22Q2 Housing Market Update

Despite an accelerating slide in housing sales and production following this year’s rise in mortgage rates, my homebuilder stock price index has performed in line with its benchmarks since April. At current prices, homebuilding stocks trade at less than four times projected 2022 earnings and less than five times projected 2023 earnings, which already discounts an expected significant decline in future profitability. Here are my other key takeaways on the latest developments in housing:

  • The rise in mortgage rates above 5.00% since April has taken another bite out of housing affordability.  Along with the surge in house prices, the increase in mortgage rates has raised mortgage payments on the average house by 68.2% and the associated 20% down payment by 44.1% since December 2019.
  • With futures markets predicting a 4.00% Fed Funds Rate by the end of the year, the average rate on the 30-year mortgage will likely rise above 6.00%, perhaps to 6.75%, adding more weight to the decline in affordability.
  • The NAHB/Wells Fargo Housing Market Index (HMI), a measure of homebuilder sentiment, has fallen for eight straight months to 49 in August, slightly below the neutral level of 50.
  • Fannie Mae’s consumer-focused House Purchase Sentiment Index (HPSI) has fallen for five straight months to 62.8.  76% of consumers now say that it is a bad time to buy.
  • YTD through June, new home sales are down 13.7%, with double digit declines posted in three of the past four months.  Since sales initially began to drop sharply in 21H2, comparisons are less unfavorable for the second half, so I am projected that new home sales for the full year will be down 15.5% to 651,700 units.
  • Monthly unadjusted single-family housing starts fell by double-digit percentages in June and July, with July down 18.8% vs. 2021.  YTD, they are now down 2.1%.  With units under construction running too high relative to the pace of sales, I now project that single-family starts will decline 10.1% to 1.01 million units for all of 2022.
  • As with new home sales, the YOY decline in monthly unadjusted existing home sales quickened to double-digits in June and July.  YTD, they are down 10.3%.  Given current trends, existing sales should decline at a low double-digit rate in 2022, probably to between 5.2 and 5.3 million units.
  • The futures market’s projected 4.00% Fed Funds rate and my forecasted 6.00% mortgage rate depend upon the inflation outlook, an analysis of which is beyond the scope of this report.  Many economists believe that it will take time, perhaps years, for inflation to subside; but there are factors and events, such as supply chain disruptions and the war in Ukraine, that could change inflation expectations more quickly going forward.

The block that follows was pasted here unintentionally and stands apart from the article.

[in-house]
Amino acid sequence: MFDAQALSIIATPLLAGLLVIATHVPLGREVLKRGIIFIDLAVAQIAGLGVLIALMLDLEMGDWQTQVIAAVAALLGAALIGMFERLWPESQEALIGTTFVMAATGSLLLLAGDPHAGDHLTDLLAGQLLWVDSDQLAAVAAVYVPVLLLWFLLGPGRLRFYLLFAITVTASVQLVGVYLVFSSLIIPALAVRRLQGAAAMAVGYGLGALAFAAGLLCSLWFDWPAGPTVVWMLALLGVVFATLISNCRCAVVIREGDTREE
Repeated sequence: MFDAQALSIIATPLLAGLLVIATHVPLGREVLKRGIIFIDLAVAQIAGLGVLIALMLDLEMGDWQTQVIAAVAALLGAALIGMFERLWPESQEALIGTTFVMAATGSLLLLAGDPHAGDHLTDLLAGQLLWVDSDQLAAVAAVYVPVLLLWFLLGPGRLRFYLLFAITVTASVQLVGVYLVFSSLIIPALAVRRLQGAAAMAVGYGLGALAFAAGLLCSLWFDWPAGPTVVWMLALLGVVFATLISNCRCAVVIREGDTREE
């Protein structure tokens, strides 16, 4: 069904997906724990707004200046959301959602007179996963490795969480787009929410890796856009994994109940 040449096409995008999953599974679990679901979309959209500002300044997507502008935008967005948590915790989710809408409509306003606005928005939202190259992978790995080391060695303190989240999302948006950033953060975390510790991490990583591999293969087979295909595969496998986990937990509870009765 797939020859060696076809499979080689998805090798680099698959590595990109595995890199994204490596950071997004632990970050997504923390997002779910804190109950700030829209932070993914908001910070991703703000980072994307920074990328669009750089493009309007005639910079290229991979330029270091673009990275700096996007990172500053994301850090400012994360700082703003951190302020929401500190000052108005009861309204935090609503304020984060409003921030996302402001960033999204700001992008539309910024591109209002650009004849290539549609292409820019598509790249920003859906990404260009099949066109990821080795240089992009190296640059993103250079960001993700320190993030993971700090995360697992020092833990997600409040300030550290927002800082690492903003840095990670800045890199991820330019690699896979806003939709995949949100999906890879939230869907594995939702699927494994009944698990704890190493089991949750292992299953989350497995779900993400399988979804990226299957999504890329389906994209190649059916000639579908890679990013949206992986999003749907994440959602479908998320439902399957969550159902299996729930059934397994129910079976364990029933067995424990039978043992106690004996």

• Nine of the 11 homebuilders that I follow (with the other two yet to report) posted an average calendar 22Q2 decline of 15.0% in new unit orders, greater than the 22Q1 decline of 9.7%.  The average order price advanced 15.6% YOY, so the average dollar value of new orders was down 1.9%.  That compares with the average increase in new order dollar value of 7.8% in 22Q1.  With unit orders still likely to fall and price increases moderating, the dollar value of orders will likely decline at a faster rate in 22H2.
  • Homebuilding stocks are down 34% YTD, according to my Index, which is worse than 11.5% declines in the S&P MidCap 400 and S&P SmallCap 600.  The stocks are mostly flat since early April, however, in line with the performance of the benchmarks.  Although they dropped on the recent disappointing news about broader housing market trends, they have held their value surprisingly well, in my view.  At current prices, they trade at less than four times 2022 consensus estimates and less than five times 2023 estimates, which already discounts a significant drop in their profitability.
  • Besides obvious uncertainties about interest rates, inflation, employment and consumer confidence, the future financial and operating performance of the homebuilders will depend upon how successfully they are able to adjust to new market conditions.  The improved relative performance of homebuilding stocks vs. the broader market since April suggests some investor confidence about their ability to adjust or alternatively confidence that current housing market conditions will improve before too long.

This is a summary of my recent Housing Market Update report. To obtain a copy of the report, please connect with me using the contact information provided below.

Follow Up: On Tuesday, Aug. 23, the Census Bureau reported that the seasonally-adjusted annualized pace of new home sales declined 12.6% in July to 511,000 units, from 585,000 in June. Year-over-year, the decline was 29.6%. Houses for sale (or inventory) increased by 3.1% to 464,000 units, raising the number of months’ supply to 10.9, a level last seen in the 2008 financial crisis. Although still subject to revision, the decline in new home sales was greater than I anticipated. My forecast of a 15.5% decline in 2022 new home sales (to 651,700) may therefore be optimistic. The report also suggests that first-time homebuyers have moved almost entirely to the sidelines, leaving move-up buyers, especially for high-priced homes, as the dominant force in the market by far. This is reflected in the 5.9% increase in the median sales price to $439,400 and the 19.6% jump in the average sales price to $546,800 in July (vs. June).

August 22, 2022 (August 24, 2022 for the Follow-Up)

Stephen P. Percoco
Lark Research
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Linden, New Jersey 07036
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© 2022 by Stephen P. Percoco, Lark Research.   All rights reserved.

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